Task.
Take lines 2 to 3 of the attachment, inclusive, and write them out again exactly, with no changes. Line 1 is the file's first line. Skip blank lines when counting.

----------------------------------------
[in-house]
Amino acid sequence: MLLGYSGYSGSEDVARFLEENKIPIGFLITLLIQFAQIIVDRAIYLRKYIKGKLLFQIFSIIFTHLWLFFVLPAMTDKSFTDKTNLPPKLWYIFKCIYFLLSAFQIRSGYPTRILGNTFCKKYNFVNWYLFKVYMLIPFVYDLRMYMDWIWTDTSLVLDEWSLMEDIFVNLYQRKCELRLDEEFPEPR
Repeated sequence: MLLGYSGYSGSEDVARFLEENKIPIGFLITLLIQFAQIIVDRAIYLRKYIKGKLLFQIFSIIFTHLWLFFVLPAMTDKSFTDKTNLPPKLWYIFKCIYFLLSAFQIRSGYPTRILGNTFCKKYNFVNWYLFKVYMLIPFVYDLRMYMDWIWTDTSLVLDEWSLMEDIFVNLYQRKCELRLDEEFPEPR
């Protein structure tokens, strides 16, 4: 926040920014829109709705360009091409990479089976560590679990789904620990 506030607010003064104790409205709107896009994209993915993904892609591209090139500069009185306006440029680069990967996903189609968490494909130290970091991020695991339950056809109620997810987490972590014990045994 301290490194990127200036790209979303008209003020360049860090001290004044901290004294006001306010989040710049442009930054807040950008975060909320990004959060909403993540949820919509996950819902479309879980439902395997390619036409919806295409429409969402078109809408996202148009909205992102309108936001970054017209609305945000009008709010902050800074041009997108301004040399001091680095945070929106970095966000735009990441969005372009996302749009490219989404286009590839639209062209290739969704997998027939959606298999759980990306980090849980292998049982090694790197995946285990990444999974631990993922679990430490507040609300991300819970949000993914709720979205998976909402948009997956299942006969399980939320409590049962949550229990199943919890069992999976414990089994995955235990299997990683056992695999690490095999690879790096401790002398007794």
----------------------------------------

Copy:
Amino acid sequence: MLLGYSGYSGSEDVARFLEENKIPIGFLITLLIQFAQIIVDRAIYLRKYIKGKLLFQIFSIIFTHLWLFFVLPAMTDKSFTDKTNLPPKLWYIFKCIYFLLSAFQIRSGYPTRILGNTFCKKYNFVNWYLFKVYMLIPFVYDLRMYMDWIWTDTSLVLDEWSLMEDIFVNLYQRKCELRLDEEFPEPR
Repeated sequence: MLLGYSGYSGSEDVARFLEENKIPIGFLITLLIQFAQIIVDRAIYLRKYIKGKLLFQIFSIIFTHLWLFFVLPAMTDKSFTDKTNLPPKLWYIFKCIYFLLSAFQIRSGYPTRILGNTFCKKYNFVNWYLFKVYMLIPFVYDLRMYMDWIWTDTSLVLDEWSLMEDIFVNLYQRKCELRLDEEFPEPR